Speculation centers around several Lower Manhattan sites ranging from spaces on Wall Street to the Howard Hughes Corporation's complete renovation of Pier 17. None of the potential spaces are perfect slam dunks. They will all take some serious negotiations, and Nordstrom, as we have seen from the previous rounds of rumors regarding the store that will eventually open around the corner of Broadway and 57th Street, will kick a lot of tires before they make a final decision. They are extremely picky about location (as they should be) and, in most cases, insist on building their stores from the ground up which will be extremely difficult if not impossible in the landmark-laden financial District. The World Trade Center retail spaces are said to be too small to accommodate the 230 square foot flagship sized store that the Seattle-based chain is looking to construct, even though space might have freed up now that the much rumored talks to sign luxury stores from Tiffany, Tom Ford and Giorgio Armani boutiques are now rumored to have stalled due to their potential proximity to both Century 21 and the upcoming Saks Off-Fifth. Pier 17 would be a dramatic spot that would allow the chain's preferred construction requirements, but it is the site of a previous retail project that was a colossal failure. Saks has taken the largest space in Brookfield Place, and that store is only going to be 85,000 square feet, a little more than a third of the size of the presumed Nordstrom store. That leaves other buildings around the area that may or may not fit Nordstrom's bill. We don't expect the chain to settle on a space anytime soon, but keep in mind that when Nordstrom wants to put a store somewhere, they eventually find a way to do it, so add another great big department store to the list of openings before the end of this decade. That makes one new Barneys, one Neiman Marcus, one new Saks Fifth Avenue and now, two Nordstroms coming to Manhattan.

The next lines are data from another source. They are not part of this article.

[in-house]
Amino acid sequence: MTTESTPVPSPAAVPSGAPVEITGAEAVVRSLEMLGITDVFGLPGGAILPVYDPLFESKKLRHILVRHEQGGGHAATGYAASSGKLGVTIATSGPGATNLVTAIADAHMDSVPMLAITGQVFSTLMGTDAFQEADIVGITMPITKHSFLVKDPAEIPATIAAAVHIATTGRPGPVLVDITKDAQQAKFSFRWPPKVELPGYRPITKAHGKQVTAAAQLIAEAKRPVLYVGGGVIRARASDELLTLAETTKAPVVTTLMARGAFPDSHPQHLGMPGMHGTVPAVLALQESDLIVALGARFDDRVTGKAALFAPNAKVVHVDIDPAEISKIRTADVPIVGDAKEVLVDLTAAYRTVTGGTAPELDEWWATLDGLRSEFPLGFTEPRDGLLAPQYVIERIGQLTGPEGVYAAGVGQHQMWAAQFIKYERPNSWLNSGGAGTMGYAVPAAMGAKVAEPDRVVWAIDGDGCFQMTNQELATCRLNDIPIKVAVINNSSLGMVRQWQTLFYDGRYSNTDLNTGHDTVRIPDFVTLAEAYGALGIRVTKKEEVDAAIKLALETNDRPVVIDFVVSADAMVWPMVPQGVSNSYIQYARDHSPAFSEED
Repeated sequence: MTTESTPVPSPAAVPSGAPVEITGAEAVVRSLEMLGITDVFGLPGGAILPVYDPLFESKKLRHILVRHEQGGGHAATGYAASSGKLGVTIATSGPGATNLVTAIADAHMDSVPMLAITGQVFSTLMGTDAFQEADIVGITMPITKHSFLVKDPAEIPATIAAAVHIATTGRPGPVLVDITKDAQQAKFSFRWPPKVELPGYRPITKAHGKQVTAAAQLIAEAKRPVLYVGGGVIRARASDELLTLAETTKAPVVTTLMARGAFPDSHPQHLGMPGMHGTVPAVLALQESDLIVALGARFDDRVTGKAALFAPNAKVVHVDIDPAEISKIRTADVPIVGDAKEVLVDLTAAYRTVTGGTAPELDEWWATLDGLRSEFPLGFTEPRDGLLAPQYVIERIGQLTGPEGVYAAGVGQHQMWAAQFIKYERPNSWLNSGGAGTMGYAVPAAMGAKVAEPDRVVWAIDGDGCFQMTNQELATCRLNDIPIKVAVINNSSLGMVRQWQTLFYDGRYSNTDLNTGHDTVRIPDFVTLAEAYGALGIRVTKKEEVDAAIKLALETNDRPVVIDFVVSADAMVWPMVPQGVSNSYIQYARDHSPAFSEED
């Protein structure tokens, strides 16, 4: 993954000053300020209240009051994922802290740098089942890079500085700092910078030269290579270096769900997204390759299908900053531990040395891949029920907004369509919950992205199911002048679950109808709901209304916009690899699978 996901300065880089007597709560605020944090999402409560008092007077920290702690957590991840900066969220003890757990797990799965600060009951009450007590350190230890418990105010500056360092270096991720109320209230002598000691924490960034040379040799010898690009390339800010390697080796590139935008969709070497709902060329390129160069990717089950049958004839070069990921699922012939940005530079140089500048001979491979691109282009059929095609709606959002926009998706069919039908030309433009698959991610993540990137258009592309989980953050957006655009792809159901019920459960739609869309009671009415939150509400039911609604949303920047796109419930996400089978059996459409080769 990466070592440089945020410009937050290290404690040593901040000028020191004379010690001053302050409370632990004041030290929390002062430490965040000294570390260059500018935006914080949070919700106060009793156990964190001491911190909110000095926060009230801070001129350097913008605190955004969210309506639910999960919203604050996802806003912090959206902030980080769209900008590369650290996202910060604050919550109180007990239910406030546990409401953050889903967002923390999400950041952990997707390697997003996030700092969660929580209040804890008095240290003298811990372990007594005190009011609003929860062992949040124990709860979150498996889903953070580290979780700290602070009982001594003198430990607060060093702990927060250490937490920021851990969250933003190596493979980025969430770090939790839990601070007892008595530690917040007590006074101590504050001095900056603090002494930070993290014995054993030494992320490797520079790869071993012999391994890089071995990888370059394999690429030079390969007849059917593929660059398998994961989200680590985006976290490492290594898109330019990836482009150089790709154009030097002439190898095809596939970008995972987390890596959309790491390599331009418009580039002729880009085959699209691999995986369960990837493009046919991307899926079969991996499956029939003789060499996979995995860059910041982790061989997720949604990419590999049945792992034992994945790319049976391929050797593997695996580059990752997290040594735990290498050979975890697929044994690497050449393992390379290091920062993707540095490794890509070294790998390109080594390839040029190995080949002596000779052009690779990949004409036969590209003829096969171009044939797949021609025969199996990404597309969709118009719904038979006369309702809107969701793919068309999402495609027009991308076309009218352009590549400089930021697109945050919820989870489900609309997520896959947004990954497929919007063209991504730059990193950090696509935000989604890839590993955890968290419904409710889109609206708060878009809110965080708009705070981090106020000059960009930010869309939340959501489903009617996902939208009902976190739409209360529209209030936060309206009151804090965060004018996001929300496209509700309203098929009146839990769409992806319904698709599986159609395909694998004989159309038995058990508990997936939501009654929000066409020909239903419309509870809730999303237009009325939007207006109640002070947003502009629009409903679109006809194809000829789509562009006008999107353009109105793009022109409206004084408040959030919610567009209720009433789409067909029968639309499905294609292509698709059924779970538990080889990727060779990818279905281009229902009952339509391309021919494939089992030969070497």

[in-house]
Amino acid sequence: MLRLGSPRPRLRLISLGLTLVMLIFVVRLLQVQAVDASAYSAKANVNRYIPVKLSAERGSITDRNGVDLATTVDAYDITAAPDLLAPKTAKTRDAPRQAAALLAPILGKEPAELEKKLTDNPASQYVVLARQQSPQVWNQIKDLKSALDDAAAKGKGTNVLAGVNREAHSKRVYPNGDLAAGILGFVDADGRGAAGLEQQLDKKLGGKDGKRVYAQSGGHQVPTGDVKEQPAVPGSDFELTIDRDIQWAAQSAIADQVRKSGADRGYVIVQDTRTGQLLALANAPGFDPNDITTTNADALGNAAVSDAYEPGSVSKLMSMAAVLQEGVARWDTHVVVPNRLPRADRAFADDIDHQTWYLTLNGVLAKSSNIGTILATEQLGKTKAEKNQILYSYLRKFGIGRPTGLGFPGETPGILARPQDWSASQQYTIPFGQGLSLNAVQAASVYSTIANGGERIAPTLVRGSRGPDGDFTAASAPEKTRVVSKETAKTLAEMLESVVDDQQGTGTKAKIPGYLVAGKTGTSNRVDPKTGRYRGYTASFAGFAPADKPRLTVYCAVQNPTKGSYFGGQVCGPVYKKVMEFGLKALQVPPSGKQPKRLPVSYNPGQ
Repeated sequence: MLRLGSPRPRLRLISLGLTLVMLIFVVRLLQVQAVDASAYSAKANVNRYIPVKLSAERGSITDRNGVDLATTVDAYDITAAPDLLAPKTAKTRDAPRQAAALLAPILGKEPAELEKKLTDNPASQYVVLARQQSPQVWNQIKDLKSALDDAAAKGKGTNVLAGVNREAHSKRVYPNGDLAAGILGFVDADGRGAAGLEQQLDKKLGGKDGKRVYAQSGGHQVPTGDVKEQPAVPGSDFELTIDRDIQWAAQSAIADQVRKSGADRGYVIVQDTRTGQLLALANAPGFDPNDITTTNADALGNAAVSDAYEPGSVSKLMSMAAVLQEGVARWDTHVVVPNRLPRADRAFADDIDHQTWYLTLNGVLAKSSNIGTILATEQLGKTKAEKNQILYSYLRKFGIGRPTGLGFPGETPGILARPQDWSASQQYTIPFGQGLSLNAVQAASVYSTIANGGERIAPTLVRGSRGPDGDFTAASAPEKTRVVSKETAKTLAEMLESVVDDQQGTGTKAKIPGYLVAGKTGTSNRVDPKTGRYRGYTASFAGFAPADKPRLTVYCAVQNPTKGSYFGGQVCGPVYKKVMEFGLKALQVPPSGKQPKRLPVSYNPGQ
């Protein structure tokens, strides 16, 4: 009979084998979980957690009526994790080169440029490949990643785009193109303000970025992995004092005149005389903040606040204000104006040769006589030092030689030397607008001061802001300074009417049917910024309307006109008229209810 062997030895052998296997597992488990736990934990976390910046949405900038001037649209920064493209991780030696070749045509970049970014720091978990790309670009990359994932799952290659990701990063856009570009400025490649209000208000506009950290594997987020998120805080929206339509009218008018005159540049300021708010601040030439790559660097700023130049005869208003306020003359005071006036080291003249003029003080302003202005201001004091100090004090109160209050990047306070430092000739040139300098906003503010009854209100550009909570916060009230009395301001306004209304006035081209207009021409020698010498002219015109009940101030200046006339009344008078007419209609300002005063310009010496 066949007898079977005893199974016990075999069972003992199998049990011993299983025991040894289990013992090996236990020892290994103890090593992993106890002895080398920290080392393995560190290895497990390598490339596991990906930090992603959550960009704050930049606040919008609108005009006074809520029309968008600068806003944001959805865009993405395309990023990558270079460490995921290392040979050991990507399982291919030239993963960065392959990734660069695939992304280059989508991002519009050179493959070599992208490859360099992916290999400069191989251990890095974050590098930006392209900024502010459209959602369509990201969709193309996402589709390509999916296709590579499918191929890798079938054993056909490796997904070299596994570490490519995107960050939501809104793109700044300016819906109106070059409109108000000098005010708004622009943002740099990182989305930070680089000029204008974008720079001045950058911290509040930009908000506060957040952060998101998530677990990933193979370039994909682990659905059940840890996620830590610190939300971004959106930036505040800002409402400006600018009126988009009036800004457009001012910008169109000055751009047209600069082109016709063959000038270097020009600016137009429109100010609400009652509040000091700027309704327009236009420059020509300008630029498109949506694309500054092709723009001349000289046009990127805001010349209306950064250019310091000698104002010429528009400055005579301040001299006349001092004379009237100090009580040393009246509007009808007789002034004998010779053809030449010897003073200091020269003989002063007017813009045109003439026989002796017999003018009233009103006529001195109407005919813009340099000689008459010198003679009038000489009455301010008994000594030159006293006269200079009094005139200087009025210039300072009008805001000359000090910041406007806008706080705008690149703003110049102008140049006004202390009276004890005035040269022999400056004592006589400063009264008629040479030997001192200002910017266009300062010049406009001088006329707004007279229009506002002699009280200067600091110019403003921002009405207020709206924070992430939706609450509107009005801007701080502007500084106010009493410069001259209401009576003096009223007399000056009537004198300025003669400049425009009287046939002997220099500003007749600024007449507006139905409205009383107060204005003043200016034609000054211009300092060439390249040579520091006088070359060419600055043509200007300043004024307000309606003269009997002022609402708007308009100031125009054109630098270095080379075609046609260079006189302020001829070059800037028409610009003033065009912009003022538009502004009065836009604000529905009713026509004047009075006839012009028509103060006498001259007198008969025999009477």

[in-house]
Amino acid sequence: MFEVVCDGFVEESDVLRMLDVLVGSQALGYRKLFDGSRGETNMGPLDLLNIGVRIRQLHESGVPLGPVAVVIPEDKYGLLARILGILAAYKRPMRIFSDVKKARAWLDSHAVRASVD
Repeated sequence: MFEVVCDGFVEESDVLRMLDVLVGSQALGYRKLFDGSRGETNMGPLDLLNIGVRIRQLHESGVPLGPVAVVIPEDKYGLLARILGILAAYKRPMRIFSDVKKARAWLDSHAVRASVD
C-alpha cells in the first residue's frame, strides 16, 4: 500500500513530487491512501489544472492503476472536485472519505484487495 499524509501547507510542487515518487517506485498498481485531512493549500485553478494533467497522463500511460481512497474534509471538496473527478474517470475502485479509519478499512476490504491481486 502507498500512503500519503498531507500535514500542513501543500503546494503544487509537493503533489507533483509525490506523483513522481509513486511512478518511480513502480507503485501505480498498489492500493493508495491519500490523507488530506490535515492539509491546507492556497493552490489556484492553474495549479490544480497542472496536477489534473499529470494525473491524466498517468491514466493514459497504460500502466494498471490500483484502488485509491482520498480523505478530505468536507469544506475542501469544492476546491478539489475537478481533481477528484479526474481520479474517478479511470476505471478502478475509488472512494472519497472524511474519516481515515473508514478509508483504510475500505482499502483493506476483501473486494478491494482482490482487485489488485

Five big stores.
Let's just hope people keep spending.
Not to be upstaged by the retail game-changing announcement that Neiman Marcus will be coming to Manhattan, Hudson's Bay Company today confirmed the simmering rumors that Saks Fifth Avenue and its outlet offshoot Off-5th would indeed be coming to the Financial District. The luxury unit will be the first out of the gate less than two years from today. The city's second full line Saks store is set to open in Spring of 2016 in 85,000 square feet at Brookfield Place, serving as a valuable, traffic-generating anchor for the luxury mall that is slated to open there next year. While it will be dwarfed by the massive Saks flagship uptown, it will be much closer to the size of a typical Saks branch store, and will certainly be one of the largest retailers in the neighborhood. Next, in 2017, Off-5th will open a 55,000 square foot store at One Liberty Plaza, currently home to a Brooks Brothers branch, safely on the other side of the World Trade Center complex and right across Cortlandt street from what is bound to be its chief competitor in the area, Century 21.
In addition to the two new stores, HBC has also taken 400,000 square feet of office space in Brookfield Place for its New York corporate including space for both Saks Fifth Avenue and the also HBC-owned Lord & Taylor associates who will be relocating from midtown.
With the official announcement of an new Saks Store that makes a total of four major department store openings by the end of the next four years. Saks comes in 2016, Barneys will return to Chelsea in 2017 and both Nordstrom and Neiman Marcus are scheduled to open in 2018. Over the past few decades, the city has lost more department stores than it has gained staring with the demise of Gimbel's in the late 1980s, and then the closures of Bonwit Teller, B.Altman and A&S in the 90s. The new stores coming could potentially reshape Manhattan's shopping landscape. Let's hope there's as much business to go around as they are counting on.